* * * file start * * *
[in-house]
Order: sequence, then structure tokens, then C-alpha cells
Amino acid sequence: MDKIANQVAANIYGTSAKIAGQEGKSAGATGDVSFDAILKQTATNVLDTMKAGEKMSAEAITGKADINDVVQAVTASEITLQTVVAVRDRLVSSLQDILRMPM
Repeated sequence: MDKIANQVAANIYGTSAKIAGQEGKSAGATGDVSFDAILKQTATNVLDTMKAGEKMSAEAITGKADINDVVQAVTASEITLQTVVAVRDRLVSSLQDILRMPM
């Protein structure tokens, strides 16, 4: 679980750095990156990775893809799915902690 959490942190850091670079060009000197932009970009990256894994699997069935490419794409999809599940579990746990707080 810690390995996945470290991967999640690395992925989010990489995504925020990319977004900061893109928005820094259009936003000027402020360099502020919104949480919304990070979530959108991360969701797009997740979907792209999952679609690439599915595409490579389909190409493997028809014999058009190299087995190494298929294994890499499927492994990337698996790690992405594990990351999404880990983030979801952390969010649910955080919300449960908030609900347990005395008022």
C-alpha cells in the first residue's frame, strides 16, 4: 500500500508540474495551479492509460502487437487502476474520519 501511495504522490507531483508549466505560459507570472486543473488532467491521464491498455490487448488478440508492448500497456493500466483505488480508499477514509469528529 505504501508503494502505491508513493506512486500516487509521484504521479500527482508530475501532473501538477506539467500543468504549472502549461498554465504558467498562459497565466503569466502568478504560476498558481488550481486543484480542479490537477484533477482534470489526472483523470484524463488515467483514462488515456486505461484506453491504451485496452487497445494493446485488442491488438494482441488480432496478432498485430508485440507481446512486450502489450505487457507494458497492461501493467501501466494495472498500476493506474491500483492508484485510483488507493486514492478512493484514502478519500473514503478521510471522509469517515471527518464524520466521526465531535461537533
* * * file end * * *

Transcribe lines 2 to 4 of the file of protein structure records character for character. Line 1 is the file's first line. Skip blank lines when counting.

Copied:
Order: sequence, then structure tokens, then C-alpha cells
Amino acid sequence: MDKIANQVAANIYGTSAKIAGQEGKSAGATGDVSFDAILKQTATNVLDTMKAGEKMSAEAITGKADINDVVQAVTASEITLQTVVAVRDRLVSSLQDILRMPM
Repeated sequence: MDKIANQVAANIYGTSAKIAGQEGKSAGATGDVSFDAILKQTATNVLDTMKAGEKMSAEAITGKADINDVVQAVTASEITLQTVVAVRDRLVSSLQDILRMPM